The Closet
(Le Placard)


       French filmmaker Francis Veber has an amusing device in many of his films; he
 includes a leading character named
François whose surname can be either Perrin or
 Pignon.
François has been embodied most often by actor Pierre Richard in
 
LE GRAND BLOND AVEC UNE CHAUSSURE NOIR, LE JOUET, LA CHEVRE,
 and LES FUGITIFS. Jacques Villeret inherited the role in LE DINER DE CONS,
 and the most recent actor to step into the character is the great Daniel Auteuil in Veber’s
 one-joke comedy
THE CLOSET (LE PLACARD).

         Auteuil’s Pignon is a rather insignificant accountant at a condom factory whom
 everyone essentially overlooks. He’s left out of the company portrait. He’s considered dull
 and boring. In fact, he’s due to be made redundant, a fact he overhears the bearish director
 of personnel Santini (Gérard Depardieu) brag about in the men’s room. Pignon grows
 despondent. He’s still in love with his ex-wife, who wants nothing to do with him, while
 their teenage son makes excuses not to spend time with his father.

         Pignon’s life is completely altered one evening when he discovers a kitten on the
 terrace of his apartment which his new neighbor Belone (Michel Aumont) claims.
 Sometimes when one is troubled, pouring out one’s heart to a relative stranger helps,
 so Pignon reveals his problem. Soon, Belone has come up with an idea; he will send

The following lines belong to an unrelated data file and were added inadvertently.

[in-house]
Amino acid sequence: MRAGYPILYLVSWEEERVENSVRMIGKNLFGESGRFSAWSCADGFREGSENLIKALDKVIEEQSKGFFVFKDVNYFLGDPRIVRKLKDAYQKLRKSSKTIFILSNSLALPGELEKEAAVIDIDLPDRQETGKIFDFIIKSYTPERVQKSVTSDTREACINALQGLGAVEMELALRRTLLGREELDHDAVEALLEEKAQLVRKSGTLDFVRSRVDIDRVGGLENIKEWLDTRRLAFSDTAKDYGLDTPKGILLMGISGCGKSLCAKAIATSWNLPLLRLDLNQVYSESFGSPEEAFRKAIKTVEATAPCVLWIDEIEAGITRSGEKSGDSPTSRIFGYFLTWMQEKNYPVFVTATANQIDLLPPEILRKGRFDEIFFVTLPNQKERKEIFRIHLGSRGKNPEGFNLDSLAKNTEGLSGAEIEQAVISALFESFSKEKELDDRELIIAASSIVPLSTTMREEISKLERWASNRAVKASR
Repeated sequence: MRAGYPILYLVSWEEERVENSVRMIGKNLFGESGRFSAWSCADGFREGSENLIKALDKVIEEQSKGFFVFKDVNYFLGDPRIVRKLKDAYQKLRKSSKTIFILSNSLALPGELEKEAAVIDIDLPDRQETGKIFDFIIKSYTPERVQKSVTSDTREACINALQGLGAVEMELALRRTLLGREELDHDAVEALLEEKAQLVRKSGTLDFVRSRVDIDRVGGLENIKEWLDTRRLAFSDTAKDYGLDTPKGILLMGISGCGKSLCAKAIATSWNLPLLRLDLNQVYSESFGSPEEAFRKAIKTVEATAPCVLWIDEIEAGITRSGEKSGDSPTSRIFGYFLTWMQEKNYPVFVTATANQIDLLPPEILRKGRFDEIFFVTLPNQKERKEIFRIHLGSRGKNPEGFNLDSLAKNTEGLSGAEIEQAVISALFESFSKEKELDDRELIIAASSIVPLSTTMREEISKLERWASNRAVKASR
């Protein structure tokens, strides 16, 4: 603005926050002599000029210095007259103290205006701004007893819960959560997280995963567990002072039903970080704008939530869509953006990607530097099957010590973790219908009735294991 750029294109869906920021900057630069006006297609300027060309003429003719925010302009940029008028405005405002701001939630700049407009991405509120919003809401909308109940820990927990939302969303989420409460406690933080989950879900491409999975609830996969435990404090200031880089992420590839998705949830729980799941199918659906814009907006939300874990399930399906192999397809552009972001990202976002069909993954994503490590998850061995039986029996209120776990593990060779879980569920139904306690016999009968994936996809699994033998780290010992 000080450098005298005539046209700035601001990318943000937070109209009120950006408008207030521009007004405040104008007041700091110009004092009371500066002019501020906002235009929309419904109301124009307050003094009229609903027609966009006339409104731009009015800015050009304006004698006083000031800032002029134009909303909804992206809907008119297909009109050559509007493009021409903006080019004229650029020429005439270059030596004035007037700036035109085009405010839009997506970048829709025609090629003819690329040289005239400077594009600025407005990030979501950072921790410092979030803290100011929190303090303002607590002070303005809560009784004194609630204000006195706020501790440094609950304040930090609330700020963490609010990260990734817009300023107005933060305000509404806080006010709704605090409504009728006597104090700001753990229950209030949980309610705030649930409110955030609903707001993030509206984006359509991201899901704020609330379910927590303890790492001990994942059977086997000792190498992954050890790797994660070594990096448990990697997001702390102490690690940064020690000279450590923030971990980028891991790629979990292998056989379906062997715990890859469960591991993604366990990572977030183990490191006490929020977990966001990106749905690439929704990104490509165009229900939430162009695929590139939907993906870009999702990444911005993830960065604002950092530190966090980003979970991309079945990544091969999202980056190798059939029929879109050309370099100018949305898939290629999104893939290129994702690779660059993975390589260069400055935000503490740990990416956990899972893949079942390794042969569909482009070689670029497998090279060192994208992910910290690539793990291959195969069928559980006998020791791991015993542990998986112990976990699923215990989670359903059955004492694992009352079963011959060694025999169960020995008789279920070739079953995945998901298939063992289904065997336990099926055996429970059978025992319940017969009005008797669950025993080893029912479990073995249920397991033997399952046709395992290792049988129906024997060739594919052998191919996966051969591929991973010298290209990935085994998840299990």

photographs of Pignon in a compromising situation with another man anonymously
 to Pignon’s boss, ostensibly to create a climate where the company becomes concerned
 over a sexual discrimination lawsuit. All of a sudden, boring little Pignon is the hot topic
 of conversation. He hasn’t changed, but people’s perception of him has. The bigoted
 Santini is told he must be nicer to Pignon and the results are amusing to a degree as
 he is literally driven mad by the experience.

         The underlying message of the film is basically the same one in
TOOTSIE: by
 pretending to be someone you’re not, you will learn more about yourself and those
 around you and emerge a better person. Whether the action unfolds on the set of a
 soap opera or in the confines of an office, the politics and political correctness of the
 workplace takes precedence.

         Veber’s script skirts very close to being offensive to gay men but he doesn’t
 quite cross the line. Some may come to see that Veber is saying that being gay
 can be advantageous, but of course, despite all the advances, that is still not the
 case, particularly in France. There’s a tinge of condescension in his theory that
 might rankle more than a few people.

         Veber’s direction is light and the pace is appropriately rapid. There are a couple
 of sight gags that are so silly they are funny even if they play with stereotypes. He
 elicits fine work from Auteuil in the leading role, which is more passive than the
 actor generally plays. One of France’s best contemporary actors, Auteuil probably
 could make reading the phone book interesting. Depardieu is fine in the early scenes
 as the gruff, prejudiced businessman. As he has to “soften,” though, he becomes
 less interesting and by the time he suffers his breakdown, he borders on insufferable.
 Aumont is adequate as the plotting neighbor. Michele Laroque does a fine job as
 Pignon’s superior who is both attracted to and repelled by him.

         Despite its attempt at conveying a message,
THE CLOSET remains fluffy and
 amusing. It’s only in retrospect that you realize just how absurd it is, but then that’s
 the way so many things in life are.


                           
Rating:                           C
                           
MPAA Rating:              R for a scene of sexuality
                           
Running time:              84 mins
© 2005 by C. E. Murphy. All Rights Reserved.